Below are notes from a colleague fact checking:
Sen. John Cornyn called for Eric Holder to resign earlier today. Here’s a look at each of Cornyn’s points related to “Fast and Furious,” and the facts/context behind those points…
CORNYN (TO HOLDER): “You misled Congress in February 2011 and claimed that there never had been a gunwalking program, and had to retract that in November 2011.”
THE FACTS: In late January 2011, Grassley handed Holder two letters, raising “serious concerns” over “numerous allegations that the ATF sanctioned the sale of hundreds of assault weapons to suspected straw purchasers, who then allegedly transported these weapons throughout the southwestern border area and into Mexico.”
On Feb. 4, 2011, in response, Holder’s top liaison to Congress, Assistant Attorney General Ron Weich, called the allegations “false,” insisting, “ATF makes every effort to interdict weapons that have been purchased illegally and prevent their transportation to Mexico.” But since then, details of “Fast and Furious” have become public, as have details about similar, smaller-scale operations under the Bush administration.
“Fast and Furious” was launched in Arizona in late 2009 by Alcohol, Tobacco, Firearms and Explosives officials, with help from the U.S. attorney’s office there. The operation’s targets bought nearly 2,000 weapons over several months, and many of those purchases ATF knew about ahead of time. But for reasons that are still in dispute, most of the weapons sold were never followed, and high-powered weapons tied to the investigation ended up at crime scenes in Mexico and the United States, including the December 2010 murder of Border Patrol Agent Brian Terry.
Several months ago, the Justice Department retracted the Feb. 4, 2011, letter and released emails from the days before the letter was sent to Grassley.
Emails sent after Grassley first raised concerns show Weich and others in Washington trying to “get our arms around the facts first” before figuring out how to proceed. In subsequent emails to officials in Washington, Dennis Burke, the U.S. attorney in Arizona, called Grassley’s assertions “categorical falsehoods.” Then, a Weich aide met with ATF officials in Washington, and her notes of what was discussed include comments that, “ATF doesn’t let guns walk,” and, “We always try to interdict weapons purchased illegally.”
By this time, Justice Department officials in Washington were denying the allegations to others within the department, as they circulated and tweaked drafts of a response to Grassley. On Feb. 4, 2011, after officials in Washington raised questions about the paragraph now known as inaccurate, Burke wrote that he and his colleagues “stand by” calling Grassley’s assertions “categorically false.” The letter was sent to Grassley the same day.
CORNYN: “You misled Representative Issa in May 2011, saying you did not learn about the ‘Fast and Furious’ program until the spring of 2011. And then you had to admit to Senator Grassley that you learned about those tactics in January of 2011.”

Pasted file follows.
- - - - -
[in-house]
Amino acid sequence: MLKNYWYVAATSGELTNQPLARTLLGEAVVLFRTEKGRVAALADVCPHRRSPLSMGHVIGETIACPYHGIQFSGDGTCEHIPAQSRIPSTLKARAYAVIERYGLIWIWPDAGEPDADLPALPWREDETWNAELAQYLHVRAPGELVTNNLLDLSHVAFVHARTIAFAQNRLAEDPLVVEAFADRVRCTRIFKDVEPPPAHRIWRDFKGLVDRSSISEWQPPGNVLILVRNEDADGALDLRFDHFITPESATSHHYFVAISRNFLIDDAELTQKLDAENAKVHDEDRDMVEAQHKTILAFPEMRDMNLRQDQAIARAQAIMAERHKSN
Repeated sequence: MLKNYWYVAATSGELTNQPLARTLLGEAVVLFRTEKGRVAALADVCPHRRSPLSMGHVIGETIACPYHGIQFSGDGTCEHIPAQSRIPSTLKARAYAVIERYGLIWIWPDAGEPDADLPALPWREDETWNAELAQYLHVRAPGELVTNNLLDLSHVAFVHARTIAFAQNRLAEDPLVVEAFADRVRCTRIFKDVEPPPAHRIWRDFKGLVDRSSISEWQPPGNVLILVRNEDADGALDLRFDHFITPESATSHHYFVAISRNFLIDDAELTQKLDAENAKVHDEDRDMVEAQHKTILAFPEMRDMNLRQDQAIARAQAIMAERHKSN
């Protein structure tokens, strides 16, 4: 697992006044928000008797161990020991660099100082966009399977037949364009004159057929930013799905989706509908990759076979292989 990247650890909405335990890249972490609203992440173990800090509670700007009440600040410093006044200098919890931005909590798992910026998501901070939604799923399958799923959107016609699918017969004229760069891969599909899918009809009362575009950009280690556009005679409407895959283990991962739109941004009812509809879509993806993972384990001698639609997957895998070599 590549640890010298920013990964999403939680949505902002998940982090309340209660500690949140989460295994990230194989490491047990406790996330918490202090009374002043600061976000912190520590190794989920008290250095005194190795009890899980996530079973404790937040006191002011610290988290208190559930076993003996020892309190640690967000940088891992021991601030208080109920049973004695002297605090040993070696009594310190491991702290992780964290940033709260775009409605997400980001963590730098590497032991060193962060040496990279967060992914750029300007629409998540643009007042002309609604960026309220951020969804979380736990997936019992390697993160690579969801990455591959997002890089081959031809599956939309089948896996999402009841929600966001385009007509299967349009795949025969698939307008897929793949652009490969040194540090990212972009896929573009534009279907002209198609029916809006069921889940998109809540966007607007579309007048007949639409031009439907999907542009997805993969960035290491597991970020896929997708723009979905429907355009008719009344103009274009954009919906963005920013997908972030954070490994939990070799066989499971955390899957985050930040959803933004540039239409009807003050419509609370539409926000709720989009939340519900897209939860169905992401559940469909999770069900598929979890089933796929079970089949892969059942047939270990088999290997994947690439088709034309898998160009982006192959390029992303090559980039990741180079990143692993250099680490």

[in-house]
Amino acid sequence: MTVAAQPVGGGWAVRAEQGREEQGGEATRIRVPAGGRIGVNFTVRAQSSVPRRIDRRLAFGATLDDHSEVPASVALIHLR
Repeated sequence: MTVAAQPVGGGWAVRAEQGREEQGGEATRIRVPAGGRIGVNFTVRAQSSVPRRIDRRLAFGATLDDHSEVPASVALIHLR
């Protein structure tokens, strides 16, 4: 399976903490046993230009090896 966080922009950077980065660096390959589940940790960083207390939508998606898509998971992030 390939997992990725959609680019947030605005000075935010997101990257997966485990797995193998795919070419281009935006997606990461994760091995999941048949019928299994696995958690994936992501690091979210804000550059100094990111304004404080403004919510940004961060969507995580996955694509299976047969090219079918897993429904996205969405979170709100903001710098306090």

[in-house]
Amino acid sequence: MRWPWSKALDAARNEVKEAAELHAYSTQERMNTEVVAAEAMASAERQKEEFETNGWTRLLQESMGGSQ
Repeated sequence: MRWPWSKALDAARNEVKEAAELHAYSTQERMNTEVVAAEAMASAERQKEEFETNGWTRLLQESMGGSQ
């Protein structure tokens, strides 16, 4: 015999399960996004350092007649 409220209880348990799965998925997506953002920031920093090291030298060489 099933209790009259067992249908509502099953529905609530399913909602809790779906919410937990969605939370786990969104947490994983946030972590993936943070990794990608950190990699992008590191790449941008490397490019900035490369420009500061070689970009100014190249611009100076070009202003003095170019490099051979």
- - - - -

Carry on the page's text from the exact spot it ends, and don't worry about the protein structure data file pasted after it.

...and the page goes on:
THE FACTS: During a Senate hearing on March 10, 2011, Sen. Kay Bailey Hutchison, R-Texas, asked Holder about media reports that guns were being smuggled to Mexico with ATF’s knowledge. Holder said he “took those allegations, those concerns, very seriously and asked the inspector general to try to get to the bottom of it. An investigation, an inquiry is now under way.”
Then, during a House Judiciary Committee hearing nearly two months later on May 3, 2011, the lawmaker leading a House investigation into “Fast and Furious,” Rep. Darrell Issa, R-Calif, asked Holder: “When did you first know about the program officially, I believe, called ‘Fast and Furious’ To the best of your knowledge, what date?”
Holder responded, “I’m not sure of the exact date, but I probably heard about ‘Fast and Furious’ for the first time over the last few weeks.”
During the same hearing, Rep. Jason Chaffetz, R-Utah, asked Holder a follow-up: “You said that in just the last few weeks is — is when you’d heard this. The president made statements to this in a report on Univision back on March 22. Were you aware of this operation before the president or after the president made those comments?” Holder said, “My guess would be probably before the president.”
During subsequent hearings on Capitol Hill, Holder was asked repeatedly about his testimony in May 2011. Testifying before the Senate Judiciary Committee on Nov. 8, 2011, Holder said Grassley’s letters “talked about a connection between an operation and the death of Agent Terry (but) it did not mention ‘Fast and Furious.'”
Holder acknowledged he “became aware” of “Fast and Furious” in February 2011 from press reports and subsequent letters from Grassley.
CORNYN: “It’s clear that your inner circle — your high-level Department of Justice employees — received briefings and memos on ‘Fast and Furious’ gunwalking, including Lanny Breuer, Deputy (Attorney General Gary) Grindler and others in early 2010.”